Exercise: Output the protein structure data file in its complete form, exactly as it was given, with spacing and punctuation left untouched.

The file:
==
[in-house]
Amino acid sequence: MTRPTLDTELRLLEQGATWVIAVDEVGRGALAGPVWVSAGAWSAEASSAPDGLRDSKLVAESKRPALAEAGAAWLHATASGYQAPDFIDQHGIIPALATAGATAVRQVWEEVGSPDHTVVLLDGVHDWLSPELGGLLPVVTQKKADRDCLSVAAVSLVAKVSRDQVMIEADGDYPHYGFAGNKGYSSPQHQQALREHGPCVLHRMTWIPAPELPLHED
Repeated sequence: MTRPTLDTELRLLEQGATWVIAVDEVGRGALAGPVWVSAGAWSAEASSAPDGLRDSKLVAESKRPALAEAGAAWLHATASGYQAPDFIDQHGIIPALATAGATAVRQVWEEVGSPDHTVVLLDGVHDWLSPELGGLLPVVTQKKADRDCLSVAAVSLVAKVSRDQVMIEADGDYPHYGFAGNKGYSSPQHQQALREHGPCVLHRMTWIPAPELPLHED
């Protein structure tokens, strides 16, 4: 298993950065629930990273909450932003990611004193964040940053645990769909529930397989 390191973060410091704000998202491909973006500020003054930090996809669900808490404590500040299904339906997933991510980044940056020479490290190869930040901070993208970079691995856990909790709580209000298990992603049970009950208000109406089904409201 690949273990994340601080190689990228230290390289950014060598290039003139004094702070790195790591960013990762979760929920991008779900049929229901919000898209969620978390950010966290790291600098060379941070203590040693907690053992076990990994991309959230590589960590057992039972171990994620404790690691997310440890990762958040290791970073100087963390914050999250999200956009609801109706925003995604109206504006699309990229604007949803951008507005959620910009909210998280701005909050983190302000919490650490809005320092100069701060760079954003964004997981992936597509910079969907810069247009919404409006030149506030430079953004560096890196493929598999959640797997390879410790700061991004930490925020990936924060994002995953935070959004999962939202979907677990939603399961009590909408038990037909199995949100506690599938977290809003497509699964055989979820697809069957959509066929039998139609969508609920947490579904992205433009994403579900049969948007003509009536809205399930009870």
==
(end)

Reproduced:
[in-house]
Amino acid sequence: MTRPTLDTELRLLEQGATWVIAVDEVGRGALAGPVWVSAGAWSAEASSAPDGLRDSKLVAESKRPALAEAGAAWLHATASGYQAPDFIDQHGIIPALATAGATAVRQVWEEVGSPDHTVVLLDGVHDWLSPELGGLLPVVTQKKADRDCLSVAAVSLVAKVSRDQVMIEADGDYPHYGFAGNKGYSSPQHQQALREHGPCVLHRMTWIPAPELPLHED
Repeated sequence: MTRPTLDTELRLLEQGATWVIAVDEVGRGALAGPVWVSAGAWSAEASSAPDGLRDSKLVAESKRPALAEAGAAWLHATASGYQAPDFIDQHGIIPALATAGATAVRQVWEEVGSPDHTVVLLDGVHDWLSPELGGLLPVVTQKKADRDCLSVAAVSLVAKVSRDQVMIEADGDYPHYGFAGNKGYSSPQHQQALREHGPCVLHRMTWIPAPELPLHED
């Protein structure tokens, strides 16, 4: 298993950065629930990273909450932003990611004193964040940053645990769909529930397989 390191973060410091704000998202491909973006500020003054930090996809669900808490404590500040299904339906997933991510980044940056020479490290190869930040901070993208970079691995856990909790709580209000298990992603049970009950208000109406089904409201 690949273990994340601080190689990228230290390289950014060598290039003139004094702070790195790591960013990762979760929920991008779900049929229901919000898209969620978390950010966290790291600098060379941070203590040693907690053992076990990994991309959230590589960590057992039972171990994620404790690691997310440890990762958040290791970073100087963390914050999250999200956009609801109706925003995604109206504006699309990229604007949803951008507005959620910009909210998280701005909050983190302000919490650490809005320092100069701060760079954003964004997981992936597509910079969907810069247009919404409006030149506030430079953004560096890196493929598999959640797997390879410790700061991004930490925020990936924060994002995953935070959004999962939202979907677990939603399961009590909408038990037909199995949100506690599938977290809003497509699964055989979820697809069957959509066929039998139609969508609920947490579904992205433009994403579900049969948007003509009536809205399930009870």